How is a professional Thai Massage supposed to feel? Is it a feel-good sensation? Is it a blissful feeling? Is it a clinical experience? Is it a healing experience? Is it a relaxing feeling? Is it an invigorating sensation? Can it be painful? Is it a sensual feeling?
Let’s look at all of these in more detail:
1. Is Thai Massage a feel-good sensation?
Does Thai Massage always feel good? That depends on the therapist. Some of them work with the no-pain-no-gain motto, and some clients subscribe to this as well.
Some therapists work in a mechanical way, only following fixed sequences without regard to the client’s needs, body type, or energetic patterns. That typically does not feel very good.
Based on my experience of practicing and teaching Thai Massage for over two decades, my position is that it should mostly feel good and relaxing.
Pain stimulates resistance in the body and can lead to muscles tightening up instead of relaxing. A relaxed state is always ideal for a healing response.
Certainly, tight muscles can evoke some pain. But this should be a good pain, i.e. releasing pain, and not a pain that feels sharp and damaging.
The conclusion is that Thai Massage should feel good. If you are receiving a Thai Massage that does not feel good, then it might be a good idea to look for another therapist.
2. Can Thai Massage generate a blissful feeling?
Yes, it can. From my personal experience, I have often felt like I was walking on clouds after a good session. My whole body felt renewed and refreshed, and my mind was peaceful, balanced, and content.
This blissful feeling is most likely to happen if the therapist is excellent, intuitive, tuned-in energetically, and if the client is able and willing to relax and let go.
3. Can Thai Massage be a clinical experience?
It should not feel clinical. It should be a holistic, energy-based experience. It should ideally be done by a sensitive and intuitive therapist who is able to listen with their hands instead of just doing something with them.
A clinical experience leaves out the soul of Thai Massage. It lacks the essence and the beauty of it.
Of course, the therapist should be technically competent. But there is more to it than technical skills.
There is creativity, empathy, good communications skills, intuitive skills, presence, and therapeutic skills. Without those, it might be clinically good, but it will bypass all the other essential elements.
4. Is Thai Massage a healing experience?
By its very nature and history, Thai Massage is meant to help improve conditions in the body. It is part of Thailand’s system of natural healing, and it has been used as a therapy for many hundreds of years.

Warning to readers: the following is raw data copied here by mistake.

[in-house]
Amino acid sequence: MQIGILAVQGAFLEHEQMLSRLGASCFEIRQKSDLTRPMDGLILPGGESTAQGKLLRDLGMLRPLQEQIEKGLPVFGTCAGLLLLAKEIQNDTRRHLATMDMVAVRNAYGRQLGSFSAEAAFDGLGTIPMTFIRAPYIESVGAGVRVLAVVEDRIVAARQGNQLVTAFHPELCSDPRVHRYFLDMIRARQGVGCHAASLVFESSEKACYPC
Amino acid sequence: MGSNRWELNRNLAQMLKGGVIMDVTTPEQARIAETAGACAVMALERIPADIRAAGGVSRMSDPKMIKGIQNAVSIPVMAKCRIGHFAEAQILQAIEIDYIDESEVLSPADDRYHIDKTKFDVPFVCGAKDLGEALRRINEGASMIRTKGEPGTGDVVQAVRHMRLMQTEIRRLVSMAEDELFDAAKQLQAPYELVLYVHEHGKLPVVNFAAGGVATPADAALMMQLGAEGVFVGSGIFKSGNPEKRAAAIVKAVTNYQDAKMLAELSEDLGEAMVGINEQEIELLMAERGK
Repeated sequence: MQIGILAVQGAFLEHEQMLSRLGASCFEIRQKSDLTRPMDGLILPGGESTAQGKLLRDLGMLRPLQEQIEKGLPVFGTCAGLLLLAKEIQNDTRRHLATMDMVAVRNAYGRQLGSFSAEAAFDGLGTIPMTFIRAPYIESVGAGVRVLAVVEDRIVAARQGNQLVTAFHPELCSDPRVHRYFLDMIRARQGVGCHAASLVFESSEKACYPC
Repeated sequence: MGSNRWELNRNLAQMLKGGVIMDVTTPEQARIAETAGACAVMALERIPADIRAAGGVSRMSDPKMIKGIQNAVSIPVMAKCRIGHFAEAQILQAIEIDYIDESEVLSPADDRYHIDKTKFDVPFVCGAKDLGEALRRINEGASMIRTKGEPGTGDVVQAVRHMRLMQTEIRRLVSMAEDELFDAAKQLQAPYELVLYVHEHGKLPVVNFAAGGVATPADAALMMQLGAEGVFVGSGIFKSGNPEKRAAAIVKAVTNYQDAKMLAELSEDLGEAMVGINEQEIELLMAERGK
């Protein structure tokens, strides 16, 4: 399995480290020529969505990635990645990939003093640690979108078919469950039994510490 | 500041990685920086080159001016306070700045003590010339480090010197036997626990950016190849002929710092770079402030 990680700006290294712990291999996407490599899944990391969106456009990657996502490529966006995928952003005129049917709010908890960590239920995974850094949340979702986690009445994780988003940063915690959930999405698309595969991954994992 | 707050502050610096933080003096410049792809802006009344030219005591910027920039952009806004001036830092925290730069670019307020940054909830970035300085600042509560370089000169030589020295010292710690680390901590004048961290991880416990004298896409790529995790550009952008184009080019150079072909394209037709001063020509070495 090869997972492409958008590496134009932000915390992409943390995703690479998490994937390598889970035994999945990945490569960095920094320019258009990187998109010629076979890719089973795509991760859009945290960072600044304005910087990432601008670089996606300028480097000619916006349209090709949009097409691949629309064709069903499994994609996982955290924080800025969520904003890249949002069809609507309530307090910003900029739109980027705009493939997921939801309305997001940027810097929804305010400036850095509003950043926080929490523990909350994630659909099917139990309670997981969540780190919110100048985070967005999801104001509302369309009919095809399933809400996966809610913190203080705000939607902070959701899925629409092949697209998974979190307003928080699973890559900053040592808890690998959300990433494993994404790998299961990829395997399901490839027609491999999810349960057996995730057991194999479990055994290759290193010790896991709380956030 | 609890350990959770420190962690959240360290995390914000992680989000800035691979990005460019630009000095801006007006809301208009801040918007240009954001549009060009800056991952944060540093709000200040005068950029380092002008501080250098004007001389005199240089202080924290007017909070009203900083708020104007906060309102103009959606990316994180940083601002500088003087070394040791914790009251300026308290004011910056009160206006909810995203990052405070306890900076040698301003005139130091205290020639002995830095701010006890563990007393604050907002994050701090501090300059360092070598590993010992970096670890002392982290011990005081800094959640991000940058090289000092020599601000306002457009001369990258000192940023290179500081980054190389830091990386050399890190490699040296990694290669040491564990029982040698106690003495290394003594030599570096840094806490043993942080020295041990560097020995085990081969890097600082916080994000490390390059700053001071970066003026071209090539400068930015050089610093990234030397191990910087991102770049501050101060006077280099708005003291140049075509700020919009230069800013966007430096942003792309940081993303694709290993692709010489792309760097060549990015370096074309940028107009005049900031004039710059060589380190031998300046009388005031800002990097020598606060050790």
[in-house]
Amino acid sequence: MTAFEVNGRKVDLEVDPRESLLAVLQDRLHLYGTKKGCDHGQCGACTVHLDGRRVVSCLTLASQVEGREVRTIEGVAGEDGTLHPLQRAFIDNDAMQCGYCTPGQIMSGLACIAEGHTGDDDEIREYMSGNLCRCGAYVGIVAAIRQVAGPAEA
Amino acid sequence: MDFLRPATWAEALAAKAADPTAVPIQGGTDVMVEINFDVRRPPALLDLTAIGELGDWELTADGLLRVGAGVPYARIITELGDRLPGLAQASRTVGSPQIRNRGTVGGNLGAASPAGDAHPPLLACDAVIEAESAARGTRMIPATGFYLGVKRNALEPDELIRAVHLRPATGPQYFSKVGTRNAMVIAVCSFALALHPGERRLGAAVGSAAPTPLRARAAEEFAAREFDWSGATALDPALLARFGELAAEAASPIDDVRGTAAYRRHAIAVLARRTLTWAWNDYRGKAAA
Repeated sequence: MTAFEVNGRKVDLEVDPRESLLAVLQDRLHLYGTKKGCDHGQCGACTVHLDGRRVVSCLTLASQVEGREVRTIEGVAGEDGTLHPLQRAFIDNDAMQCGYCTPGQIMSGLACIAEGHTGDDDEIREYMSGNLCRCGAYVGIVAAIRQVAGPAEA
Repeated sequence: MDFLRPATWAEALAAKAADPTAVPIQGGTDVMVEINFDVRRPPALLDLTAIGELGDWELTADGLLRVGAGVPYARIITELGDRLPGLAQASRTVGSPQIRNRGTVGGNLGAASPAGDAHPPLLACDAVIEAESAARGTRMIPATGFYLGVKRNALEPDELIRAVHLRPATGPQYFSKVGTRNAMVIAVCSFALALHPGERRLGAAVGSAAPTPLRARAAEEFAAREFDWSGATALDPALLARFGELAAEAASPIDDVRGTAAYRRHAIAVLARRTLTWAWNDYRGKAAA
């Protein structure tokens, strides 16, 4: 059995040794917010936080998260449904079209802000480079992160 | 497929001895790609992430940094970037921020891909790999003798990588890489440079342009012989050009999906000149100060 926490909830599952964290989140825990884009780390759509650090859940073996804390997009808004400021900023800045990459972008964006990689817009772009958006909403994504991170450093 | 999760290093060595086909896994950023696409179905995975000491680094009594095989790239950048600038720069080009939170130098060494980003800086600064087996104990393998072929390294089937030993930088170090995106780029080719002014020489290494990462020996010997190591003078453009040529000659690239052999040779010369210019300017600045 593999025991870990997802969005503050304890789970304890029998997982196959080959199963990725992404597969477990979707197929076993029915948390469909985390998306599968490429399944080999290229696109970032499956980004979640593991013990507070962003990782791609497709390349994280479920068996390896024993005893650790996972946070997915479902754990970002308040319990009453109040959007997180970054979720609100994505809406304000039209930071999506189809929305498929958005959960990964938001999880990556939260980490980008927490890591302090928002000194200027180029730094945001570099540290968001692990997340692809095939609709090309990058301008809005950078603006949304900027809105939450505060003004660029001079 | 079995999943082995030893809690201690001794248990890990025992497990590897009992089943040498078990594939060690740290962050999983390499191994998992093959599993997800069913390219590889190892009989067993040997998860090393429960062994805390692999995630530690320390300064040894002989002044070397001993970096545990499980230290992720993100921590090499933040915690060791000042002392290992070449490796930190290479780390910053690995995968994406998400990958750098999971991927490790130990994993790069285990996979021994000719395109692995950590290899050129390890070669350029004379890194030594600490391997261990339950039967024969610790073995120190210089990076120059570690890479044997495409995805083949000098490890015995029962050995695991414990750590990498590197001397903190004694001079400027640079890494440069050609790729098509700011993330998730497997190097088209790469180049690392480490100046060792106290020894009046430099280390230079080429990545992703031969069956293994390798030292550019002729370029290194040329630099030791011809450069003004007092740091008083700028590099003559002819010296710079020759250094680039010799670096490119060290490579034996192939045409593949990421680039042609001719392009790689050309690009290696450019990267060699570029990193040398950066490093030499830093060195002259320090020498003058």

To this day, countless Thais seek help from therapists to address their health issues. Done right, Thai Massage will result in healing experiences, improvement of health challenges, a balanced energy system, and maintenance of good health.
5. Is Thai Massage a relaxing experience?
It certainly should be. However often it is not. Why is that?
Thai Massage uses a lot of stretching techniques. If therapists are inexperienced, lack sensitivity, believe in the no-pain-no-gain concept, work mechanically, or – in some cases – are even brutal, then their work will not feel relaxing.
In contrast, experienced, sensitive, intuitive therapists can put you into a trance with their work.
Here is another aspect that ties into the ‘relaxing massage’. Often it is assumed that ‘relaxation’ and ‘therapy’ do not go together. This is totally not true.
For healing purposes, the ideal state of body and mind is a state of maximum relaxation. We know that most of the healing in the body takes place during sleep – a place of total relaxation.
‘Massage for relaxation’ and ‘massage for therapy’ are not opposites, but perfect companions. In fact, they cannot be separated at all. Therefore Thai Massage should be as relaxing as possible.
6. Is Thai Massage an invigorating sensation?
Yes, it can be invigorating. The reason is that the many stretches activate the body in ways that can be new and refreshing. The body opens up in ways that it is not used to. It can move better, and energy flows better throughout the body.
All this can result in a feeling of invigoration, freshness, renewed energy, and more mobility.
7. Can Thai Massage be a painful experience?
Unfortunately, this can sometimes be the case. However this is not because Thai Massage is painful, but because the therapist is insensitive. The many stretches in this system can easily be overdone if the therapist works mechanically and without sensitivity.
That’s why it is so important that students, when learning Thai Massage, are taught more than just the mechanical elements of the techniques.
If they also learn to develop their sense of touch, creativity, intuition, and good communication skills, their session will not be painful, but relaxing, beneficial, blissful, and therapeutically effective.
It is a myth that Thai Massage is painful by nature. There are only therapists working in painful ways – and this is neither necessary nor desirable.
If you are interested to learn Thai Massage, Thai Healing Massage Academy can help you with an in-depth online training program that will turn you into a well-rounded, holistic, and highly competent practitioner.
8. Can Thai Massage be a sensual feeling?
This is the ‘hot potato’ of them all. However, a discussion of this topic can uncover a thought-provoking idea and lead us to become better therapists.
It all depends on how the word ‘sensual’ is interpreted. It is a controversial word. The dictionary definition of ‘sensual’ can either refer to something that is ‘pleasing to the senses’, which Thai Massage certainly is.
But it can also refer to sensuality as in sexuality, and this is obviously not part of professional Thai Massage.
By its most literal definition, massage is a sensual experience. It is perceived and enjoyed through our senses. It makes you feel great, relaxed, peaceful, blissful. It is meant to be pleasing to the senses.
However, because of the close association of this word with sexuality, no professional Thai Massage therapist wants to have this word associated with what they are doing. Therefore the term ‘sensual’ should not be applied to professional Thai Massage.